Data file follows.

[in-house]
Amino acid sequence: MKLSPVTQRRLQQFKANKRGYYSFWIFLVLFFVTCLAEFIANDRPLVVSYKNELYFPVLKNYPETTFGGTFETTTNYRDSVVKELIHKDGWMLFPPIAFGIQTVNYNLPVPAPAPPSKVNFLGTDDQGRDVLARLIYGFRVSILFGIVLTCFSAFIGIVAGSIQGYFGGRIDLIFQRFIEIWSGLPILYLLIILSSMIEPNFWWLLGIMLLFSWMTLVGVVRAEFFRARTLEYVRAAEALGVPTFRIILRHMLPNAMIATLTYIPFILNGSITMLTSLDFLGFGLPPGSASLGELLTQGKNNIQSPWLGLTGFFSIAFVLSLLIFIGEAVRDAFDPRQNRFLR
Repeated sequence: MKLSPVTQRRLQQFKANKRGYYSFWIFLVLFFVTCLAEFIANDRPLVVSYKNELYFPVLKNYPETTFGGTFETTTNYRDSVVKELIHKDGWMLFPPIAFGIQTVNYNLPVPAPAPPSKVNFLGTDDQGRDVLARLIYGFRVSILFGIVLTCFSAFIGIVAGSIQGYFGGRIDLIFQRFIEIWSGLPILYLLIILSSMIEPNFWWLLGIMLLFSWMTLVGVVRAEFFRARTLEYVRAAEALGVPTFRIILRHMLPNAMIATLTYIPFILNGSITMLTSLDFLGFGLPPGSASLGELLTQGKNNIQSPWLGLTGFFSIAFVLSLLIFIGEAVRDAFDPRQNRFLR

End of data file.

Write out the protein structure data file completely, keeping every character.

[in-house]
Amino acid sequence: MKLSPVTQRRLQQFKANKRGYYSFWIFLVLFFVTCLAEFIANDRPLVVSYKNELYFPVLKNYPETTFGGTFETTTNYRDSVVKELIHKDGWMLFPPIAFGIQTVNYNLPVPAPAPPSKVNFLGTDDQGRDVLARLIYGFRVSILFGIVLTCFSAFIGIVAGSIQGYFGGRIDLIFQRFIEIWSGLPILYLLIILSSMIEPNFWWLLGIMLLFSWMTLVGVVRAEFFRARTLEYVRAAEALGVPTFRIILRHMLPNAMIATLTYIPFILNGSITMLTSLDFLGFGLPPGSASLGELLTQGKNNIQSPWLGLTGFFSIAFVLSLLIFIGEAVRDAFDPRQNRFLR
Repeated sequence: MKLSPVTQRRLQQFKANKRGYYSFWIFLVLFFVTCLAEFIANDRPLVVSYKNELYFPVLKNYPETTFGGTFETTTNYRDSVVKELIHKDGWMLFPPIAFGIQTVNYNLPVPAPAPPSKVNFLGTDDQGRDVLARLIYGFRVSILFGIVLTCFSAFIGIVAGSIQGYFGGRIDLIFQRFIEIWSGLPILYLLIILSSMIEPNFWWLLGIMLLFSWMTLVGVVRAEFFRARTLEYVRAAEALGVPTFRIILRHMLPNAMIATLTYIPFILNGSITMLTSLDFLGFGLPPGSASLGELLTQGKNNIQSPWLGLTGFFSIAFVLSLLIFIGEAVRDAFDPRQNRFLR